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Mbalula: Equal opportunities must be granted to all races

The minister says there needs to be tangible transformation in sport so that it stops being a topic of debate.

Sports Minister Fikile Mbalula speaking at a special transformation debate with Talk Radio 702’s Xolani Gwala.  Picture: Thomas Holder/EWN

JOHANNESBURG - Sports Minister Fikile Mbalula says he doesn't want transformation to still be a topic of discussion five years from now.

Mbalula was speaking at a special transformation debate in Sandton yesterday.

The minister made headlines in April after revoking tournament hosting rights for the country's Cricket South Africa (CSA), South African Rugby (Saru), Netball South Africa (NSA) and Athletics South Africa (ASA) for failing to meet their transformation targets.

Mbalula says there needs to be tangible transformation in sport so that it stops being a topic of debate in the country.

"I expect that in the next five years we would have made so much of a dent in terms of transformation that the subject will not become a topic."

He says equal opportunities must be granted to people of all races and backgrounds.

Meanwhile, the head of the Eminent Persons Group (EPG)Willie Basson says another way of forcing federations to transform would be to revoke national colours.

"You could have said withdraw colours, conditional that in your next one in 2016 there is market improvement."

The hosting rights of four of South Africa's major federations remain suspended because of their failure to meet transformation goals.

LISTEN: Transformation in sport debate with Minister Fikile Mbalula.

WE'VE MADE PROGRESS

Mbalula says transformation will help develop the country as a whole, and not just sporting codes.

The minister has described it as national progress.

"We are helping the nation so that in the next 10-20 years, we will not be here talking transformation, society would have evolved out of this system and realised the need to transform as a nation."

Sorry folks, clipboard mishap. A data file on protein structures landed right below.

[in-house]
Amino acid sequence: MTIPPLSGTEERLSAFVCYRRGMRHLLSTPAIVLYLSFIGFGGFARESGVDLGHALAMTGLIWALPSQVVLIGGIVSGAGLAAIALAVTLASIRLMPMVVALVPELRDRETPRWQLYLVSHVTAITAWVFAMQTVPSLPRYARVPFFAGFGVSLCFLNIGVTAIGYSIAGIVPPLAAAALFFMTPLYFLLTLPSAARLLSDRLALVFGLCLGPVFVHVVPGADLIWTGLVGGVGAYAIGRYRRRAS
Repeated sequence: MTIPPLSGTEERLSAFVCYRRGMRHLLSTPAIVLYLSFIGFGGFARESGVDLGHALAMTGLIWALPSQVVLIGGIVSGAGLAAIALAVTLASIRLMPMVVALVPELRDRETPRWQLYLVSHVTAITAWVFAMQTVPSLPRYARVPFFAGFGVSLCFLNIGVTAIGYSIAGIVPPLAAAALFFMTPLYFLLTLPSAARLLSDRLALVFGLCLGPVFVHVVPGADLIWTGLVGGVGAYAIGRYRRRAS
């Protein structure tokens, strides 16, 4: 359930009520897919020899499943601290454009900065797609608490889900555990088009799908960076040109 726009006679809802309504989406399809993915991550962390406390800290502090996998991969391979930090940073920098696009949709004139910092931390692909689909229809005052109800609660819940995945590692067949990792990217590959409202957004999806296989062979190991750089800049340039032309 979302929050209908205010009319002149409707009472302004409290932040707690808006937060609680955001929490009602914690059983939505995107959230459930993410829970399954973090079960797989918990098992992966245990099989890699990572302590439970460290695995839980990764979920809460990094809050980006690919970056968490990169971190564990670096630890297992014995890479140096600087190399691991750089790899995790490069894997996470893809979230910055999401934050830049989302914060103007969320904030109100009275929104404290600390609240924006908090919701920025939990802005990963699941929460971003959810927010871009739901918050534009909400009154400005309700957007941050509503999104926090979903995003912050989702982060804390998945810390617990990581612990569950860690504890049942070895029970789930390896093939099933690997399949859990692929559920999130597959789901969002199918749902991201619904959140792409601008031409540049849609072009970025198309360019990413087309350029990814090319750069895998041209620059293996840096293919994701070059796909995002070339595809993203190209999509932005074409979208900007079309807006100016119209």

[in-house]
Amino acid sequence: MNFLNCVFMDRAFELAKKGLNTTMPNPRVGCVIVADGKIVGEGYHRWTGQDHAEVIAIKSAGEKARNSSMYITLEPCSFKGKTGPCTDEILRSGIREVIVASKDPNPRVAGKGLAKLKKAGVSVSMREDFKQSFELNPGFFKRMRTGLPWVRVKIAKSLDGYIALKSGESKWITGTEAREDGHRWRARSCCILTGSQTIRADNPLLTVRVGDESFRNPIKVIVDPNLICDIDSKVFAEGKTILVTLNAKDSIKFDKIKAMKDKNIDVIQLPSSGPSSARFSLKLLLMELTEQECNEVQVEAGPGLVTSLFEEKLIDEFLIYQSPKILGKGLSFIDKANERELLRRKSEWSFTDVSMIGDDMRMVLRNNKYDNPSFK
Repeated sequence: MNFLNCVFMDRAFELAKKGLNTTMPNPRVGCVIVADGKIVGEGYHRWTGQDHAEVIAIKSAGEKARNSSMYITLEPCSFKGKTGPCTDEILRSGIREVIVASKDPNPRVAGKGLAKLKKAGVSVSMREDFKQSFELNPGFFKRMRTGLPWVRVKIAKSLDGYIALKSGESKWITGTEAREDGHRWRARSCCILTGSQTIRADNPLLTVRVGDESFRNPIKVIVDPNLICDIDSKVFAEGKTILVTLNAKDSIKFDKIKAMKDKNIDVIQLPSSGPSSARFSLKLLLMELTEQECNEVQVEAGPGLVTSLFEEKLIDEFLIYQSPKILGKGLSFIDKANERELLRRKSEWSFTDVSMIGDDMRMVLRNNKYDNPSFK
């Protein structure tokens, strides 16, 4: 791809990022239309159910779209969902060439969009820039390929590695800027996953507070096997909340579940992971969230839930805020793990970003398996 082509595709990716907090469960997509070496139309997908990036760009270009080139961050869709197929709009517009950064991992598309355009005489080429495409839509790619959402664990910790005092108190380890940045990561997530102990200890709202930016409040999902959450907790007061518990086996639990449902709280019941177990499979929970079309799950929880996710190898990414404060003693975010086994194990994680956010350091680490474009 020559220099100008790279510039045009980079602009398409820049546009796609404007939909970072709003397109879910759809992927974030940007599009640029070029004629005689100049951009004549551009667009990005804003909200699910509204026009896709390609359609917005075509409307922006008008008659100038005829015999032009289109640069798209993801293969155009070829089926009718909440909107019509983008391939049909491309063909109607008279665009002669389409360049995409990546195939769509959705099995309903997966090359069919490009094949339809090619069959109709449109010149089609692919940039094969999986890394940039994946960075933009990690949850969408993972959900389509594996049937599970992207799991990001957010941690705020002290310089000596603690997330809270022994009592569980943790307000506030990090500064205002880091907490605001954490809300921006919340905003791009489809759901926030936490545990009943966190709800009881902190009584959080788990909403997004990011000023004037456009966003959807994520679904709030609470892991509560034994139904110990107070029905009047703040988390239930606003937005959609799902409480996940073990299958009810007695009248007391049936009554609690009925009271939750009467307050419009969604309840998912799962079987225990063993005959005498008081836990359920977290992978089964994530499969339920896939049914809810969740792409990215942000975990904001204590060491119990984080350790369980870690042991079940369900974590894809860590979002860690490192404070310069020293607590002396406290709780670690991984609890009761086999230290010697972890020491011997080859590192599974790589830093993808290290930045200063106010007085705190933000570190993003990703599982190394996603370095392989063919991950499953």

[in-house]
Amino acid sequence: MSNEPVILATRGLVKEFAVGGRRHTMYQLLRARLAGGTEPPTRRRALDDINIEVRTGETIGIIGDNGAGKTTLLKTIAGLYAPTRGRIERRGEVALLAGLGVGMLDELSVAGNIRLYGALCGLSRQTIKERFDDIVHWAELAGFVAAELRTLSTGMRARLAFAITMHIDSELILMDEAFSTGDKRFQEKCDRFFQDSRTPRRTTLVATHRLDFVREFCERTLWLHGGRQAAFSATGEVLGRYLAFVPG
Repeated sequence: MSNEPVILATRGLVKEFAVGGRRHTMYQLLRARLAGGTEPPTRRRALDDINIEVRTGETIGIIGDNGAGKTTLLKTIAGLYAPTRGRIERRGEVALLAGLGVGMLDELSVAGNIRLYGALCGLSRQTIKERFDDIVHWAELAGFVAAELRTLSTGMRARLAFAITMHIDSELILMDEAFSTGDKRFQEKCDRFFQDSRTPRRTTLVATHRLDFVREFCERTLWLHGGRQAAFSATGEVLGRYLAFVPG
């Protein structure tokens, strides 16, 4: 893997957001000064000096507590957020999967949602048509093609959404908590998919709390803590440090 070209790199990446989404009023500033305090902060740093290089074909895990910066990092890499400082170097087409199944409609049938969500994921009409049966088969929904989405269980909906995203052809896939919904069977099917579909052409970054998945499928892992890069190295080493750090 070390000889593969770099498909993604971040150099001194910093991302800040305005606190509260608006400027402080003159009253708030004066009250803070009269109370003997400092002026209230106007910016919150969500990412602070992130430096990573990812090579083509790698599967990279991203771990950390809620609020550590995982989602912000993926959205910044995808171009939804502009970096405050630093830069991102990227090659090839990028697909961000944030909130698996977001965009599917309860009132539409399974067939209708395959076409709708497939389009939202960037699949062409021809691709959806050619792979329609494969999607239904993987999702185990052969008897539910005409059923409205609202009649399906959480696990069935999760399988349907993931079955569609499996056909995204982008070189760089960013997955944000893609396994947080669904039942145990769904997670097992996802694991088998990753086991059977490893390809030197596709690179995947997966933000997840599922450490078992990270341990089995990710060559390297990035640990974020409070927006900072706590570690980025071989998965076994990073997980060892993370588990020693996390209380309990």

Basson from the Eminent Persons Group (EPG), says some federations will die if they don't transform.

He says 95 percent of South Africa's population under 25 is white, which puts a sport like bowling under threat.

"The average age of a bowler in South Africa is 74, they are 99 percent white and since the publishing of the EPG report all of a sudden the leadership woke up. We have to change and transform our membership profile and get stuck into that part of the population that is going to secure a future."

At the same time, Gauteng cricket CEO Greg Fredericks has questioned whether South Africa's sporting federations know how to fully transform and develop young black talent.

Fredericks is just one of the many sporting bosses at this afternoon for a special debate on transformation.

Mbalula has been expanding on his decision to place certain bans on four of the biggest sporting codes in South Africa.

But Frederick's warns certain associations don't understand what's going wrong.

"There are many federations who work very hard to transform the sport; but I don't think anyone takes the effort to find out what the problems are and why people aren't people transforming at the rate that all of us want. I went through the report and I started to see [and have] a clear understanding why people are battling to transform the sport."

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